The Integrity Commission has dismissed allegations against former Minister for Human Services, the Hon Jacquie Petrusma, and her chief of staff after an investigation found that no misconduct had occurred.
In an investigation report for Operation Ireh, tabled in State Parliament today, the Commission dismissed the original complaint and allegations that arose in the course of the investigation into the former Minister and her then-chief of staff, Suzie Jacobson.
Integrity Commission CEO, Richard Bingham, said despite the fact that the allegations had been dismissed, the Board had decided to release the report as the investigation related to governance and processes at the highest level, making it a matter of significant public interest.
The investigation was conducted following a complaint from the Hon Josh Willie MLC that a member of the Minister’s staff had attempted to improperly influence the way in which then-Commissioner for Children and Young People, Mark Morrissey, performed his role.
The report said that while it was clear that a misunderstanding had arisen between Ms Jacobson and the Commissioner, none of the four allegations against Ms Jacobson were found to have amounted to misconduct or any breach of relevant legislation.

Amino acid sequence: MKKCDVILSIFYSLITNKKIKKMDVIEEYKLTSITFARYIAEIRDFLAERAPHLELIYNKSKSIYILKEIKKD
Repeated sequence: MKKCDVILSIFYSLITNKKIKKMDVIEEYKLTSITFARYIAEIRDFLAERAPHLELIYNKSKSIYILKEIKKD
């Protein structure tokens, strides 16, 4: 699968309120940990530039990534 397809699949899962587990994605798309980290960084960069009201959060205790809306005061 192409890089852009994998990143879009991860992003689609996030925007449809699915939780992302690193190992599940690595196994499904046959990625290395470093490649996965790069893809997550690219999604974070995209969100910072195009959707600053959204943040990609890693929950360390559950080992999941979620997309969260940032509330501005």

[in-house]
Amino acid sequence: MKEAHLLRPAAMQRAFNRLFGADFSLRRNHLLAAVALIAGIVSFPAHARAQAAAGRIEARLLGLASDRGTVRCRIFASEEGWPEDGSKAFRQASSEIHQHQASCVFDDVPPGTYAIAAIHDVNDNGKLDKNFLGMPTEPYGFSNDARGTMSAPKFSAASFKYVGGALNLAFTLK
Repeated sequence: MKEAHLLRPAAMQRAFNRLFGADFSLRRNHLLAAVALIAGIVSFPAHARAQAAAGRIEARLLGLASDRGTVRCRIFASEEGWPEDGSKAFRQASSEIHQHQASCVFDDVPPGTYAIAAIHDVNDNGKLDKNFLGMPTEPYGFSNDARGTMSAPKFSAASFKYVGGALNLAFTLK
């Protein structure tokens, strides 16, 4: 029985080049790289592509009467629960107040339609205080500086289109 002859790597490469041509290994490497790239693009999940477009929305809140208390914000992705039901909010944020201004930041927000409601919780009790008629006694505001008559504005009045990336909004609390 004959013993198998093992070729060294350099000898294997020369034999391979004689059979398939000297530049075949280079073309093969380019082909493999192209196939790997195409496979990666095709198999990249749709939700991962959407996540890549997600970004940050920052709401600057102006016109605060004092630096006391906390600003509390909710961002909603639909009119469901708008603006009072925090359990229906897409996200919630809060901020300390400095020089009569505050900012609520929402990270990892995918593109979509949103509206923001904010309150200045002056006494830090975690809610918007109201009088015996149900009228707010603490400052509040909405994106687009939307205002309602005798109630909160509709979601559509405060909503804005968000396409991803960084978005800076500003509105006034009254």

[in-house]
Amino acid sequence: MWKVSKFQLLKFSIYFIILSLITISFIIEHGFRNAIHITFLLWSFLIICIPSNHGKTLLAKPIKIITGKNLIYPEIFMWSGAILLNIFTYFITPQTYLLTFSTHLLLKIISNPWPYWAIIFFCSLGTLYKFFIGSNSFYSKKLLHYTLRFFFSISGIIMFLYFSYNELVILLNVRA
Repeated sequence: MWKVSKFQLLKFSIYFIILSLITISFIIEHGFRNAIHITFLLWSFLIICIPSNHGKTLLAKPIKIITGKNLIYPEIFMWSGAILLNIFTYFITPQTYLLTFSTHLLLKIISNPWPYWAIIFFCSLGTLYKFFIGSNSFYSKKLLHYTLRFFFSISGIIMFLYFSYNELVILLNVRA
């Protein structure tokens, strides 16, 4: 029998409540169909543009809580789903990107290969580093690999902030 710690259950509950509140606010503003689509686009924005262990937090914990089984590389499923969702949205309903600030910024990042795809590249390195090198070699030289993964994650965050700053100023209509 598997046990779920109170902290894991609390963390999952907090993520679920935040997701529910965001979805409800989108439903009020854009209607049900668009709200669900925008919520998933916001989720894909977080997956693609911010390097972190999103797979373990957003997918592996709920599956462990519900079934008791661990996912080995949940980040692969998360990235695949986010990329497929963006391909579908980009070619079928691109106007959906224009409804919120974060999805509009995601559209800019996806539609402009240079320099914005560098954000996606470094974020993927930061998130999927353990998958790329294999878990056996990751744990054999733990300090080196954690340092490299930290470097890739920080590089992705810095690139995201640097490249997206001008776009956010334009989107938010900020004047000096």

The investigation found that communication problems between Ms Jacobson and Mr Morrissey had contributed to the misunderstanding. It concluded that the relationship had not always been harmonious and had deteriorated over time.
The investigation also found no factual basis for the allegations that Ms Petrusma adversely affected the performance of the Commissioner’s powers or failed to respect his apolitical role.
“While the interaction between the ministerial office and the Commissioner was robust on occasion, it did not prevent him from doing his job properly. However, the investigation serves to highlight the way in which the roles of ministerial staffers and statutory officers differ,” Mr Bingham said.
“Ministerial staff members have a particular responsibility to assist their minister and, like other public servants, they are bound by requirements of their code of conduct contained within their terms of appointment. Statutory officers provide an independent view in the interests of the broad community, not just sectional or political interests, and it is important that they can carry out their role freely, as Parliament intends when it creates such offices,” Mr Bingham said.
Mr Bingham said that the substantive investigation had been completed by the end of last year but release of the report had been delayed due to the time needed to complete the procedural fairness process required under the Integrity Commission Act 2009, the necessity to seek legal advice to clarify an aspect of the legislation in regard to tabling reports queried by the parties, and the fact that Parliament did not sit until after the recent election.
Chief Executive Officer
4 July 2018
1300 720 289